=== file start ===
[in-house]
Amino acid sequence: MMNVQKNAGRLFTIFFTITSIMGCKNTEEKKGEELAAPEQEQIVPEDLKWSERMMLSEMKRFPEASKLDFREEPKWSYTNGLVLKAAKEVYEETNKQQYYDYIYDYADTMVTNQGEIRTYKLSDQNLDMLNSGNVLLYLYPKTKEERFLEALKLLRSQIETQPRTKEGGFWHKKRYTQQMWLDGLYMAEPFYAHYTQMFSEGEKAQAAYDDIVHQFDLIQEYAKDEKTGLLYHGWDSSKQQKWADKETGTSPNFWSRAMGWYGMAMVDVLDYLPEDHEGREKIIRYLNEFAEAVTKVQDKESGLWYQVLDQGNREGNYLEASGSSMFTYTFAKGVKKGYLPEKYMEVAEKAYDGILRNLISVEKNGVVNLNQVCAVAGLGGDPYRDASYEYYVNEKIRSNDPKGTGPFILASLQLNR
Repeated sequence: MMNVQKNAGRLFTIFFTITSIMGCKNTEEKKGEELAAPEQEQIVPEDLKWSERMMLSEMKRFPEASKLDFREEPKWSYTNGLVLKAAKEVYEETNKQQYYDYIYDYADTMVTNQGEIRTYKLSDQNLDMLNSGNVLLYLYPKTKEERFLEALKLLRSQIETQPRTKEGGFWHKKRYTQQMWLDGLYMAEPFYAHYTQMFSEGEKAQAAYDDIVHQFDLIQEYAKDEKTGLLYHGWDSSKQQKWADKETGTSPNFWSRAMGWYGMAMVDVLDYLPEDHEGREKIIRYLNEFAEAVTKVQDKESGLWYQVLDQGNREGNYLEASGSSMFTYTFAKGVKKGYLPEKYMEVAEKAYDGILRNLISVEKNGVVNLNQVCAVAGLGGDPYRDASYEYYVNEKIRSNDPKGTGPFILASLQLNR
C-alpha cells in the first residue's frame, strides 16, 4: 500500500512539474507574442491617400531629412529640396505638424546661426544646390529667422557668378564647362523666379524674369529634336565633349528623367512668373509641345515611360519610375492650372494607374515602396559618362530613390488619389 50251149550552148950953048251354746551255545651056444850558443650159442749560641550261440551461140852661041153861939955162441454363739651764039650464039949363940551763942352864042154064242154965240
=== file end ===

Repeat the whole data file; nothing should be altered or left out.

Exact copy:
[in-house]
Amino acid sequence: MMNVQKNAGRLFTIFFTITSIMGCKNTEEKKGEELAAPEQEQIVPEDLKWSERMMLSEMKRFPEASKLDFREEPKWSYTNGLVLKAAKEVYEETNKQQYYDYIYDYADTMVTNQGEIRTYKLSDQNLDMLNSGNVLLYLYPKTKEERFLEALKLLRSQIETQPRTKEGGFWHKKRYTQQMWLDGLYMAEPFYAHYTQMFSEGEKAQAAYDDIVHQFDLIQEYAKDEKTGLLYHGWDSSKQQKWADKETGTSPNFWSRAMGWYGMAMVDVLDYLPEDHEGREKIIRYLNEFAEAVTKVQDKESGLWYQVLDQGNREGNYLEASGSSMFTYTFAKGVKKGYLPEKYMEVAEKAYDGILRNLISVEKNGVVNLNQVCAVAGLGGDPYRDASYEYYVNEKIRSNDPKGTGPFILASLQLNR
Repeated sequence: MMNVQKNAGRLFTIFFTITSIMGCKNTEEKKGEELAAPEQEQIVPEDLKWSERMMLSEMKRFPEASKLDFREEPKWSYTNGLVLKAAKEVYEETNKQQYYDYIYDYADTMVTNQGEIRTYKLSDQNLDMLNSGNVLLYLYPKTKEERFLEALKLLRSQIETQPRTKEGGFWHKKRYTQQMWLDGLYMAEPFYAHYTQMFSEGEKAQAAYDDIVHQFDLIQEYAKDEKTGLLYHGWDSSKQQKWADKETGTSPNFWSRAMGWYGMAMVDVLDYLPEDHEGREKIIRYLNEFAEAVTKVQDKESGLWYQVLDQGNREGNYLEASGSSMFTYTFAKGVKKGYLPEKYMEVAEKAYDGILRNLISVEKNGVVNLNQVCAVAGLGGDPYRDASYEYYVNEKIRSNDPKGTGPFILASLQLNR
C-alpha cells in the first residue's frame, strides 16, 4: 500500500512539474507574442491617400531629412529640396505638424546661426544646390529667422557668378564647362523666379524674369529634336565633349528623367512668373509641345515611360519610375492650372494607374515602396559618362530613390488619389 50251149550552148950953048251354746551255545651056444850558443650159442749560641550261440551461140852661041153861939955162441454363739651764039650464039949363940551763942352864042154064242154965240